Incidentally, the idea of using a spell's level to determine its power has led to some really interesting interplay between spells. For example, how many times have you run into a situation where your high-level illusionist is foiled by a simple detect magic spell or a similar effect? Now, illusions of a higher spell level than a detect magic cantrip can foil detection! Similarly, dispel magic has a harder time dispelling spells of much higher spell levels, while it can crush lower-level spells with ease. This extends to many other similar interactions; while in Pathfinder First Edition, a creature with some basic spell effect that's constantly active might be flat-out immune to your character's spells, now you can heighten your spells and overcome that obstacle!

Illustration by Wayne Reynolds

Cantrips

In the playtest, cantrips are spells you can cast at will, but they are no longer level 0. Instead, they automatically heighten to the highest spell level you can currently cast. That means if you're 5th level, your ray of frost is 3rd level and deals more damage, and your light cantrip is better at counteracting magical darkness.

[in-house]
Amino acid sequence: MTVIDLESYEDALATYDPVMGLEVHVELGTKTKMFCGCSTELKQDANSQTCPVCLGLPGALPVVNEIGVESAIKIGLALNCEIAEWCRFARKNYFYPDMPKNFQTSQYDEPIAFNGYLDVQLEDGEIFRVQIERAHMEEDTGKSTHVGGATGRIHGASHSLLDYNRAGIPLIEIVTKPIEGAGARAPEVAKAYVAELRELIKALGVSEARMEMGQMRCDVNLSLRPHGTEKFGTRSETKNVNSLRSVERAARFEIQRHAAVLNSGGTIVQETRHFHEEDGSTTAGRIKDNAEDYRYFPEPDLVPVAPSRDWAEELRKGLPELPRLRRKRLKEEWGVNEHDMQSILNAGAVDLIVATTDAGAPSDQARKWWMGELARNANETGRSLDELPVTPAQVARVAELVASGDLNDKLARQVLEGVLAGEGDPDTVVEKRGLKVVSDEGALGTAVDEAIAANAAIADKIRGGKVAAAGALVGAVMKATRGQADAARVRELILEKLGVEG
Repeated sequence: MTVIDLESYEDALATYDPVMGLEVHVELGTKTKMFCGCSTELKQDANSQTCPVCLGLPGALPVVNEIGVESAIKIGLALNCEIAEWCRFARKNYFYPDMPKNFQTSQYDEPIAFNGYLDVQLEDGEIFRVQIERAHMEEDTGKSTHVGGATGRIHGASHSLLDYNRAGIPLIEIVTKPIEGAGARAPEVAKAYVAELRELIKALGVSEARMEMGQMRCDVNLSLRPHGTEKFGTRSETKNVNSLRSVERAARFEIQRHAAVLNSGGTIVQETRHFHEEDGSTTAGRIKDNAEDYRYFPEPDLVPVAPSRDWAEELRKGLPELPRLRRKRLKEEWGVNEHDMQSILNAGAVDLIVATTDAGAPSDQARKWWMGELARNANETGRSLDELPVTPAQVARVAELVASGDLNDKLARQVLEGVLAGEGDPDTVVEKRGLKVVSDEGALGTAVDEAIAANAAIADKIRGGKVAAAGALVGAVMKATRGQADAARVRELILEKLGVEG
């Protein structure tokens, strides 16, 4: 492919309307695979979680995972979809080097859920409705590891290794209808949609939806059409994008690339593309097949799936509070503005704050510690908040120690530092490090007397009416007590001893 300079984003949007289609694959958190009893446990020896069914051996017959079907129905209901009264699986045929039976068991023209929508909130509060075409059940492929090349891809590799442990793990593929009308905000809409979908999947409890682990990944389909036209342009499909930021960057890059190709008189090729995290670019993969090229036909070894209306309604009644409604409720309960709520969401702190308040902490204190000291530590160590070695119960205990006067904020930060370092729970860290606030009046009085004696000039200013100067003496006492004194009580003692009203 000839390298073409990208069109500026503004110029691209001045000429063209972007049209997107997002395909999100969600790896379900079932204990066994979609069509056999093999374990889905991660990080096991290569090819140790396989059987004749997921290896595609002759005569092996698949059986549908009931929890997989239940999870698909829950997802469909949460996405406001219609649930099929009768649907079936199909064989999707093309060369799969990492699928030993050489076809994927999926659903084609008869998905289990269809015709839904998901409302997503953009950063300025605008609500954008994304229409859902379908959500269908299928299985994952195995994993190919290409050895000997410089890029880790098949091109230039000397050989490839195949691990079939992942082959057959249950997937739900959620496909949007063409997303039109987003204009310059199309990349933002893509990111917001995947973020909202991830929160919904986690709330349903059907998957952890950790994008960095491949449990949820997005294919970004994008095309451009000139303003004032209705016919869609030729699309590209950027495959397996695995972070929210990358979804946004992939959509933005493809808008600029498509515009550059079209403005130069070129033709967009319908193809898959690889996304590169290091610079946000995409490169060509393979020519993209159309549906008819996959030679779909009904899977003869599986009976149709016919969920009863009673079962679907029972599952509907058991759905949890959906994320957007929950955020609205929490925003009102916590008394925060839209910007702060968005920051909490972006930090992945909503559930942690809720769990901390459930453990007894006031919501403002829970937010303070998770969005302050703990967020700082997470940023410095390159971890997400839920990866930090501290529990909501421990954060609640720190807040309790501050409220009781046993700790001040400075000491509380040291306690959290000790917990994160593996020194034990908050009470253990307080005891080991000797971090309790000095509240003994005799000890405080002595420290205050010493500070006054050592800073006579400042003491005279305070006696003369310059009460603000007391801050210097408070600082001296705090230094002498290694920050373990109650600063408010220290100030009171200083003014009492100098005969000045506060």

Domain Powers and Beyond

Pathfinder has always had domain powers, school powers, bloodline powers, and other special class-based spell-like abilities that you can use a certain number of times per day rather than using your daily spell slots on them. In the playtest, we've expanded this idea, allowing even more classes to gain these kinds of powers and standardizing the way we talk about the powers and their daily uses. The powers are now treated as a special kind of spell, and they are all cast using Spell Points. There is power in naming something; while you don't really count them differently than if you had a pool of uses per day, this allowed us to create new and interesting abilities that cost multiple Spell Points or that you could add extra features to at the cost of more Spell Points, in a way that works across classes more smoothly.